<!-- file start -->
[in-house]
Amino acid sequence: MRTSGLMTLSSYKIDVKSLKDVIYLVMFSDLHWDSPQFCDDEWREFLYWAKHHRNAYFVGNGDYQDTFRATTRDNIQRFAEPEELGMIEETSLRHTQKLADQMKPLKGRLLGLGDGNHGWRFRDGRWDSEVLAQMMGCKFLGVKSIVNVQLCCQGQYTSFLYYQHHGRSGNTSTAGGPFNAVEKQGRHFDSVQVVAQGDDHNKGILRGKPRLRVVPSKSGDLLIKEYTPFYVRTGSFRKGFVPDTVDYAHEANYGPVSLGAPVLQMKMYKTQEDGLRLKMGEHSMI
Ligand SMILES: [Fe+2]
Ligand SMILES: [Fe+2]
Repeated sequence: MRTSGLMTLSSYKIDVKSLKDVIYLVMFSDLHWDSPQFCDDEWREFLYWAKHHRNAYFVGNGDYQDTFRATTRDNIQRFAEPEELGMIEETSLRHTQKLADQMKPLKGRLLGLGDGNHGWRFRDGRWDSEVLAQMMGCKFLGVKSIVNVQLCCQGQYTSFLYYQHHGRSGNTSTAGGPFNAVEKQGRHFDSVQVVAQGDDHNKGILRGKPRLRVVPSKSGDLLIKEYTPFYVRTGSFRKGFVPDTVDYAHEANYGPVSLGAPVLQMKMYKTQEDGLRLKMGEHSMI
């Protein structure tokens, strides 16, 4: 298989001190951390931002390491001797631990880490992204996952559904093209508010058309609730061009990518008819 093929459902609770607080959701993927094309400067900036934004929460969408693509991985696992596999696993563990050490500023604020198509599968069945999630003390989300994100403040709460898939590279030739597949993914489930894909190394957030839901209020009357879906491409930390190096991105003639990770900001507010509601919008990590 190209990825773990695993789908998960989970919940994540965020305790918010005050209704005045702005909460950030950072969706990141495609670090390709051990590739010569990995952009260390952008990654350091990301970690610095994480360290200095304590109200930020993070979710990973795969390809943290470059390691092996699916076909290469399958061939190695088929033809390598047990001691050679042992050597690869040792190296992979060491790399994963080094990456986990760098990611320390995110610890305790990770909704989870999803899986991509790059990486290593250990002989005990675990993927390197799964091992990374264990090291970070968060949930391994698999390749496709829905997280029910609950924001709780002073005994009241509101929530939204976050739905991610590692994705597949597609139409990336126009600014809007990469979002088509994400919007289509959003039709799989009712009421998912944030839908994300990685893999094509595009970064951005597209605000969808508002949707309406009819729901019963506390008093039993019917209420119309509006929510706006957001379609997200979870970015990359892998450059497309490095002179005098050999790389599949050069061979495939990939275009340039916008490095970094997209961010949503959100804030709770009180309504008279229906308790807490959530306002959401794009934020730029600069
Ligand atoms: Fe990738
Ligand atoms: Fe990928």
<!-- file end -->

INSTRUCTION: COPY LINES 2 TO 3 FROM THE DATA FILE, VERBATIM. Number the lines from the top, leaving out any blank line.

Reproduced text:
Amino acid sequence: MRTSGLMTLSSYKIDVKSLKDVIYLVMFSDLHWDSPQFCDDEWREFLYWAKHHRNAYFVGNGDYQDTFRATTRDNIQRFAEPEELGMIEETSLRHTQKLADQMKPLKGRLLGLGDGNHGWRFRDGRWDSEVLAQMMGCKFLGVKSIVNVQLCCQGQYTSFLYYQHHGRSGNTSTAGGPFNAVEKQGRHFDSVQVVAQGDDHNKGILRGKPRLRVVPSKSGDLLIKEYTPFYVRTGSFRKGFVPDTVDYAHEANYGPVSLGAPVLQMKMYKTQEDGLRLKMGEHSMI
Ligand SMILES: [Fe+2]